Marquita Call is not a woman who sits on the sidelines and watches others.
So, when she thought it was fitting that the city of Camas name a street after environmental activist Denis Hayes, she went straight to Mayor Scott Higgins.
“He can’t say no to me,” she joked.
Hayes, who founded the first Earth Day in 1970 and is board chairman of the International Earth Day Network, is a 1962 graduate of Camas High School. He and Call were in the same class.
“I have known Denis for a long time and am extremely excited that the city is honoring him with a street dedication,” she said. “It’s an honor to be a part of this.”
Ione Street will be ceremonially named after Hayes. He will have a street dedicated in his honor, next to the school that bears his name. Hayes Freedom High School is an energy efficient alternative school that was built in 2010.
Higgins noted that Call is, “very driven to honor people who have left Camas and gone on to accomplish big things.”
“She was instrumental in honoring Jimmie Rodgers, and she has been instrumental in honoring Denis Hayes,” he said. “This one also is a nice tie to our school district as Denis is the namesake of Hayes Freedom High. We are happy to be part of honoring people who have made a positive contribution to the world and in turn helped build some Camas pride.”
As a lifelong environmental activist, Hayes has chaired the Earth Day Global Advisory Committee, served as president of the Bullitt Foundation since 1992, and is currently overseeing construction of the Bullitt Center in Seattle.
He has also received the national Jefferson Awards Medal for Outstanding Public Service as well as being named Time Magazine’s “Hero of the Planet,” in 1999.
Hayes is excited to have a street in his hometown named after him, and is looking forward to reconnecting with those from his past.
“When you are 70 years old, it’s always a relief to see old high school classmates again, to see how many are still on the right side of the grass,” he said. “Those early relationships retain a candor, an authenticity, that is often missing in the working world. No one has an agenda. There’s no posturing. Nobody plays ‘top dog’ or other adult games. And, of course, having a school and a street named after me is very cool. I’m sure it will shock some of my old high school teachers.”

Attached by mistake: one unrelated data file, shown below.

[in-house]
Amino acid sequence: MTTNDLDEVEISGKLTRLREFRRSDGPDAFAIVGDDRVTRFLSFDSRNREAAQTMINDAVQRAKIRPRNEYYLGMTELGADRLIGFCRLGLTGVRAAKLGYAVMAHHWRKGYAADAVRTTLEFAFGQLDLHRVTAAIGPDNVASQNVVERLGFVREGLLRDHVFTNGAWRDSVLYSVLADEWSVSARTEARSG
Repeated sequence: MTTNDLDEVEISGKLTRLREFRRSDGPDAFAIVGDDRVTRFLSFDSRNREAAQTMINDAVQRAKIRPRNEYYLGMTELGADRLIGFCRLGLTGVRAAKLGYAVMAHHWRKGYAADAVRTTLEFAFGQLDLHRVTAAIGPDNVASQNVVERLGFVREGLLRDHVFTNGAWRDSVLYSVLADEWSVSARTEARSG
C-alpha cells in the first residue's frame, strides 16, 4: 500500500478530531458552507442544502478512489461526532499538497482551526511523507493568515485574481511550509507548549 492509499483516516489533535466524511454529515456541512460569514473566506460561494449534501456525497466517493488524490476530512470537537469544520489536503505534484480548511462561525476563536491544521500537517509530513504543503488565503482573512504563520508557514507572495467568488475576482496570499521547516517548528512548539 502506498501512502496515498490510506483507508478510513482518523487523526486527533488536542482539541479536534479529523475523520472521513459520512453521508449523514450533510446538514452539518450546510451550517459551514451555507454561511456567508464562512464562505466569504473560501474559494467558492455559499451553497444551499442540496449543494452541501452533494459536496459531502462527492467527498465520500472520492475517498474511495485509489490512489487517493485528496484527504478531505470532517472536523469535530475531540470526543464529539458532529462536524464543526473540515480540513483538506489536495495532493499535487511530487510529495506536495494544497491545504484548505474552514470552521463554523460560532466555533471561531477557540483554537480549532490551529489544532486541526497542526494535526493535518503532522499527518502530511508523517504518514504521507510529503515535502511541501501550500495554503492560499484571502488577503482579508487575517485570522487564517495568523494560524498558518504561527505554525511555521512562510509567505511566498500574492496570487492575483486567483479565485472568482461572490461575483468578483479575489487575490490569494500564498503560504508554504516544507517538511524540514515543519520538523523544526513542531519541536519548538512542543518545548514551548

Hayes added that he has spent much of his life interacting with people who attended elite prep schools, and have never found them to have an educational advantage.
“Any student who works hard in Camas can learn everything she needs to know to succeed at college and at life,” he said. “The people who will succeed tomorrow will be those who acquired extensive knowledge about a lot of things, who learned to be disciplined and self-motivated.”
Hayes’ engagement in environmental issues came at a young age.
“Camas is in one of the most spectacularly beautiful and biologically diverse parts of the planet,” he said. “But the mill filled the air with unregulated poisons, it poured enormous volumes of toxic effluent into the river, it mowed down the surrounding the Douglas fir forests in devastating clearcuts, losing rich topsoil and decimating fragile ecosystems.”
He added, “Somewhere along the line, it occurred to me that it must be possible to make paper without destroying the planet. And that basic insight, writ large, has been a recurrent theme in my career–applied not just to paper but to industrial civilization.”
However, 45 years later, things look much different.
“Within a couple years after Earth Day, we had passed the Clean Air Act, Clean Water Act…set up the EPA to enforce the new laws, and fundamentally changed the legal framework in which the mill operates: The framework within which America does business,” he said.
The street dedication ceremony will take place near Hayes Freedom High School at 4 p.m. Thursday, Sept. 10. A reception will follow at the Camas Gallery, 408 N.E. Fourth Ave.